The author of this extremely witty and honest novel brings us into the world of the South, and what the "Name" means to good old southern ladies and gentleman. A girl can be ugly as a mud fence, dumb as a brick, or even crafty as a cockroach, but if she has the right "Name," she's absolutely golden.
Heritage and ancestry are explored a great deal as we first meet up with Priscilla "Peach" Rondell, of the Tenessee Bells, who were the hosts, not to mention victims, of the famous Bell Witch. Her mother reminds Peach of this many a time as she's growing up; in fact, she even takes away Peach's first best friend by the name of Dorrie. Dorrie is a great girl, who happens to have braces on her legs because of being stricken with polio. The grande dame of the Bell family tree literally tells Peach she can't socialize with Dorrie because she's not "their kind of people," and replaces her with a horrific child who is completely snotty and only cares about money. Peach's mom loves these holier-than-thou types, and Peach flees after her graduation, marries a man she loves, and is determined never to go home again.
Unfortunately, her husband calls her one day and leaves the message that he no longer wants to be married because he's found someone else. And Peach's ever-helpful psychiatrist tells her that in order to see your future, the best place to begin is back in your past. This doctor feels that Peach's mother is the one that "did her in" a long time ago, and it's time for Peach to face her demons.
Soon Peach is on her way back to the old plantation. Her father, whom she loved more than life and who understood her, has gone to Heaven, so it's just her and good old mom at the breakfast table every morning. Mom still tells Peach every chance she gets that she's not being or acting like the proper Southern lady, and Peach remains quiet, opens her journal, and writes down all the memories that she has from her childhood. The stories she remembers are not only losing her best friend Dorrie - the only friend she ever chose for herself, but also her Grandma GiGi, who was a proper Southern Belle, who Peach remembers lying to a man and getting him thrown into prison, where the man soon lost his life. As the journal continues, all the bad, sad, and happy memories begin to emerge from Peach's brain, and she starts - in an odd way - to heal.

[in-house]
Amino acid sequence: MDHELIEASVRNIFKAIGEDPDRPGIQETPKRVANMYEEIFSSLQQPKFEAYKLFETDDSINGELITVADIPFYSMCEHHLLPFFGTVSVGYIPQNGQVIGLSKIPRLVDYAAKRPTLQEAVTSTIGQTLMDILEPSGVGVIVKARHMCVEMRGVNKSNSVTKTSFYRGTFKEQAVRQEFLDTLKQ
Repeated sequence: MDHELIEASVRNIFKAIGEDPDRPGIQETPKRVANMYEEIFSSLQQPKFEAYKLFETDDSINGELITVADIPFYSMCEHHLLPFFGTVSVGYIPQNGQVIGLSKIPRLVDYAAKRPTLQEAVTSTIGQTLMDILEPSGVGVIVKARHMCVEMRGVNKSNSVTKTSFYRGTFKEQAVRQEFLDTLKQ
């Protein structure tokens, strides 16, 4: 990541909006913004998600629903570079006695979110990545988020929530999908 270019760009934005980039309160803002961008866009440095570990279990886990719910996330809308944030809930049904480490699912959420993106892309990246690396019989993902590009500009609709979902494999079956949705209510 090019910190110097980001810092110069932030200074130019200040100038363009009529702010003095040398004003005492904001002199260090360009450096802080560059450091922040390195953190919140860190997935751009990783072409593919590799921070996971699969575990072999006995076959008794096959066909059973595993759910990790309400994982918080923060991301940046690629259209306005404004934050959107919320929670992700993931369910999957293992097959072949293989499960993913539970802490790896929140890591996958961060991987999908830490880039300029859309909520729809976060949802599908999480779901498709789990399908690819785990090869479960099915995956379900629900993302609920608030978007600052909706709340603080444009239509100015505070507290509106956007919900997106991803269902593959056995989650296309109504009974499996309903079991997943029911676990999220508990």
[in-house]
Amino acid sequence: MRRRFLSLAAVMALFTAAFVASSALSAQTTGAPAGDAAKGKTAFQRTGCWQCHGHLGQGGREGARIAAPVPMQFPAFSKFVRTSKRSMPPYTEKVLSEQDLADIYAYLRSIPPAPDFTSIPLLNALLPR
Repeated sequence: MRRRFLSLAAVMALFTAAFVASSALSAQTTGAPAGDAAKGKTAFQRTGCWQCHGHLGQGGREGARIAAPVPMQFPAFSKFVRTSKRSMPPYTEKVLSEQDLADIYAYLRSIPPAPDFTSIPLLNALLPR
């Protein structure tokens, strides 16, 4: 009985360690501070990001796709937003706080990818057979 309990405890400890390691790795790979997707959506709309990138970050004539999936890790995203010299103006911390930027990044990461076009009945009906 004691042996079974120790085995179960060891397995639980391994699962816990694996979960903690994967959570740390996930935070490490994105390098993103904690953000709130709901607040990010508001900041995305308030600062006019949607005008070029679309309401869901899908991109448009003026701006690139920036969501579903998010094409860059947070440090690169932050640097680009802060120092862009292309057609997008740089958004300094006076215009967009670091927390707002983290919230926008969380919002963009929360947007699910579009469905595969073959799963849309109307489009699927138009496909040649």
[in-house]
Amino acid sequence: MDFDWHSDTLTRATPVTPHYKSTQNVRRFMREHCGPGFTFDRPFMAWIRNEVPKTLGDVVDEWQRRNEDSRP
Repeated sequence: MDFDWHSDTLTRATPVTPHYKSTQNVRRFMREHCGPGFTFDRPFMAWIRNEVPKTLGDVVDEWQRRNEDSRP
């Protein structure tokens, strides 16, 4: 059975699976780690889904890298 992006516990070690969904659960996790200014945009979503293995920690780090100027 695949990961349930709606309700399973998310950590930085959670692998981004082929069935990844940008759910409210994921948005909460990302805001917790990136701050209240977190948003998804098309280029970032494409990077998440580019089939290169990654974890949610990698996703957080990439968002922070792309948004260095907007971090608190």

One day she finds herself at The Heartbreak Cafe' where doors are opened into friendship and true love that Peach truly thought were going to be non-existent in her life from now until death. Colorful characters such as Scratch, Dell, Purdy, Hoot and Boone are introduced, and old memories begin to assault Peach as she remembers how Boone was the only boy in her past who accepted her without the make-up, ballgowns, and lies.
This is a fantastic story that will take anyone back into their own memories, and resurrect the reasons why we came to be the people we are, and whether or not we can change, forgive, forget, and make our lives just a little bit better.
Until Next Time,
For fans of Fannie Flagg-the acclaimed author of Heartbreak Cafe delivers a heartwarming, hilarious new novel.
Twenty-three years ago, beauty queen Peach Rondell left Mississippi and vowed never to return. Now she's back, divorced and heartbroken, trying to figure out how her life went so terribly wrong. To escape her mama's scrutinizing gaze, she spends her days in a little storefront diner called the Heartbreak Cafe, where, in the back booth, she scribbles away in her journal, waiting for enlightenment. Instead, Peach gets something even better: the unexpected friendship of an unlikely group of folks who show Peach that finding out where you're going usually means embracing where you're from.